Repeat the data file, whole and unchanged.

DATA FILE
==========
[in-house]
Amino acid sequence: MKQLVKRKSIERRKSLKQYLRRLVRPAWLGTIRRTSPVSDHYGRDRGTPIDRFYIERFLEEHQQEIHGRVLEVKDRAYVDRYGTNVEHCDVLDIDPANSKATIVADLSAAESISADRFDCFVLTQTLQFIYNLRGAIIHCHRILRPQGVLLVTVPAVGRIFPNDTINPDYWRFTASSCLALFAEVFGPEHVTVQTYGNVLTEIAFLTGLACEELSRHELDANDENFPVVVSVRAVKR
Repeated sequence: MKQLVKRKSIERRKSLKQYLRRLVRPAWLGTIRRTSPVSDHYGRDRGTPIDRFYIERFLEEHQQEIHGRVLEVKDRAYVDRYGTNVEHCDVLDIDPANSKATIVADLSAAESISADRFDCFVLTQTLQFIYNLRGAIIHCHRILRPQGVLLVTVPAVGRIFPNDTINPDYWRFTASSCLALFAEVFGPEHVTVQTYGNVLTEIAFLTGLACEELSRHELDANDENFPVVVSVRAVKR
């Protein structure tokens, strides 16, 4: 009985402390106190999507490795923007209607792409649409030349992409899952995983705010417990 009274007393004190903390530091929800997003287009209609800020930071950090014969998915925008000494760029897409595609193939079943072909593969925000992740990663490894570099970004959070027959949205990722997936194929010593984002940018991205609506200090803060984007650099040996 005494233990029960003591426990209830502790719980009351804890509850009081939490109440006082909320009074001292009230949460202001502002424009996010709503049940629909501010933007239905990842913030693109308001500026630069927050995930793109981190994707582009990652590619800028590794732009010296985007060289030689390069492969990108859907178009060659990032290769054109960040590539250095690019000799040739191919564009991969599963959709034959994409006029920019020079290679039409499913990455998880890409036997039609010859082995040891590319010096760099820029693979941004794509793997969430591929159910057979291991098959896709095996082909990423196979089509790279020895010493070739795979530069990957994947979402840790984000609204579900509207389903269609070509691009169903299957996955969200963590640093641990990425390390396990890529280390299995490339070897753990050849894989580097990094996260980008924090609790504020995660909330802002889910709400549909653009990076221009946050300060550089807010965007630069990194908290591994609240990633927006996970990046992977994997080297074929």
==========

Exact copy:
[in-house]
Amino acid sequence: MKQLVKRKSIERRKSLKQYLRRLVRPAWLGTIRRTSPVSDHYGRDRGTPIDRFYIERFLEEHQQEIHGRVLEVKDRAYVDRYGTNVEHCDVLDIDPANSKATIVADLSAAESISADRFDCFVLTQTLQFIYNLRGAIIHCHRILRPQGVLLVTVPAVGRIFPNDTINPDYWRFTASSCLALFAEVFGPEHVTVQTYGNVLTEIAFLTGLACEELSRHELDANDENFPVVVSVRAVKR
Repeated sequence: MKQLVKRKSIERRKSLKQYLRRLVRPAWLGTIRRTSPVSDHYGRDRGTPIDRFYIERFLEEHQQEIHGRVLEVKDRAYVDRYGTNVEHCDVLDIDPANSKATIVADLSAAESISADRFDCFVLTQTLQFIYNLRGAIIHCHRILRPQGVLLVTVPAVGRIFPNDTINPDYWRFTASSCLALFAEVFGPEHVTVQTYGNVLTEIAFLTGLACEELSRHELDANDENFPVVVSVRAVKR
């Protein structure tokens, strides 16, 4: 009985402390106190999507490795923007209607792409649409030349992409899952995983705010417990 009274007393004190903390530091929800997003287009209609800020930071950090014969998915925008000494760029897409595609193939079943072909593969925000992740990663490894570099970004959070027959949205990722997936194929010593984002940018991205609506200090803060984007650099040996 005494233990029960003591426990209830502790719980009351804890509850009081939490109440006082909320009074001292009230949460202001502002424009996010709503049940629909501010933007239905990842913030693109308001500026630069927050995930793109981190994707582009990652590619800028590794732009010296985007060289030689390069492969990108859907178009060659990032290769054109960040590539250095690019000799040739191919564009991969599963959709034959994409006029920019020079290679039409499913990455998880890409036997039609010859082995040891590319010096760099820029693979941004794509793997969430591929159910057979291991098959896709095996082909990423196979089509790279020895010493070739795979530069990957994947979402840790984000609204579900509207389903269609070509691009169903299957996955969200963590640093641990990425390390396990890529280390299995490339070897753990050849894989580097990094996260980008924090609790504020995660909330802002889910709400549909653009990076221009946050300060550089807010965007630069990194908290591994609240990633927006996970990046992977994997080297074929």